Alfred Bitini Xuma came from a poor but aristocratic Xhosa family in Transkei, a former bantustan, or black homeland (now part of Eastern Cape province), in South Africa, and received his early education at Clarkebury Mission. He saved money to travel to the United States where he put himself through high school and then studied agriculture at the Tuskegee Normal and Industrial Institute (now Tuskegee University, Alabama) for blacks. Xuma obtained a bachelor of science degree in 1920 and then graduated from medical school at Northwestern University in Chicago in 1926. He went on to gain further medical qualifications at Edinburgh University in Scotland before returning to South Africa to establish his own successful private practice in Johannesburg. Xuma became involved in politics and served on the Board of the South African Institute of Race Relations. In 1940 he was elected president general of the African National Congress (ANC). He revised and modernized its constitution and worked closely with the South African Indian Congress, staging protests and strikes calling for improvements in the rights of nonwhites.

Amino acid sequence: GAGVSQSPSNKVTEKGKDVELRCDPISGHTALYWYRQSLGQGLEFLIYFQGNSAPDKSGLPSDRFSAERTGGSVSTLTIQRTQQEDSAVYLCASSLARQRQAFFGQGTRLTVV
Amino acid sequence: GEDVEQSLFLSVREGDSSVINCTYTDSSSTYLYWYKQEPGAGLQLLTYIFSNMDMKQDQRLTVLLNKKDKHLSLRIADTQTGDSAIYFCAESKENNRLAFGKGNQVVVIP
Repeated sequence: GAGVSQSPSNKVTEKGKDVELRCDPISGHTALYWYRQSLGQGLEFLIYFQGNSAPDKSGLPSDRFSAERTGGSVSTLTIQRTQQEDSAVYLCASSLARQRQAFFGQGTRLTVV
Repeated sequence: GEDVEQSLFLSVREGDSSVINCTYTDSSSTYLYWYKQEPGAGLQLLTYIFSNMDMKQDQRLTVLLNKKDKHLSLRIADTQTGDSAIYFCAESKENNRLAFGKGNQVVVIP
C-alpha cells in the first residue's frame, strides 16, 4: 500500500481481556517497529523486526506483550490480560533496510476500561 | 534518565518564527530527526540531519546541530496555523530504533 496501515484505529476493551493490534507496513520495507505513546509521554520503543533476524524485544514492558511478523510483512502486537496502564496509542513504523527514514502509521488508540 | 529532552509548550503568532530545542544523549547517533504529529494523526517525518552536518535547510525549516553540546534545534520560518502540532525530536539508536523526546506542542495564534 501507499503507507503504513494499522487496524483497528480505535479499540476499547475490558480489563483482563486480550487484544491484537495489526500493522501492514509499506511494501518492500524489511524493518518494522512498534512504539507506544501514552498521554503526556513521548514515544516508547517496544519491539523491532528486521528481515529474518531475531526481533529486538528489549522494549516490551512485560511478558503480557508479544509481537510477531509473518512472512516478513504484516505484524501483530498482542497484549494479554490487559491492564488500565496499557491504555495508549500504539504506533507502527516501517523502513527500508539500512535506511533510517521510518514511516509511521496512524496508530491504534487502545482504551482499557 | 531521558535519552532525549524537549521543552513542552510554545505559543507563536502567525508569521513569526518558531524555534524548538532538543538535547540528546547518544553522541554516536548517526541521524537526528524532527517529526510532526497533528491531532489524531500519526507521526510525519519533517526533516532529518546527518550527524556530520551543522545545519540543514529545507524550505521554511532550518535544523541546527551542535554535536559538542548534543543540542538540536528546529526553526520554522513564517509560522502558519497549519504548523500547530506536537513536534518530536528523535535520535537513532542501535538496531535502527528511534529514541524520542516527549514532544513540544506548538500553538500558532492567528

From Encyclopedia of Africa in Oxford Reference.
Subjects: African Studies.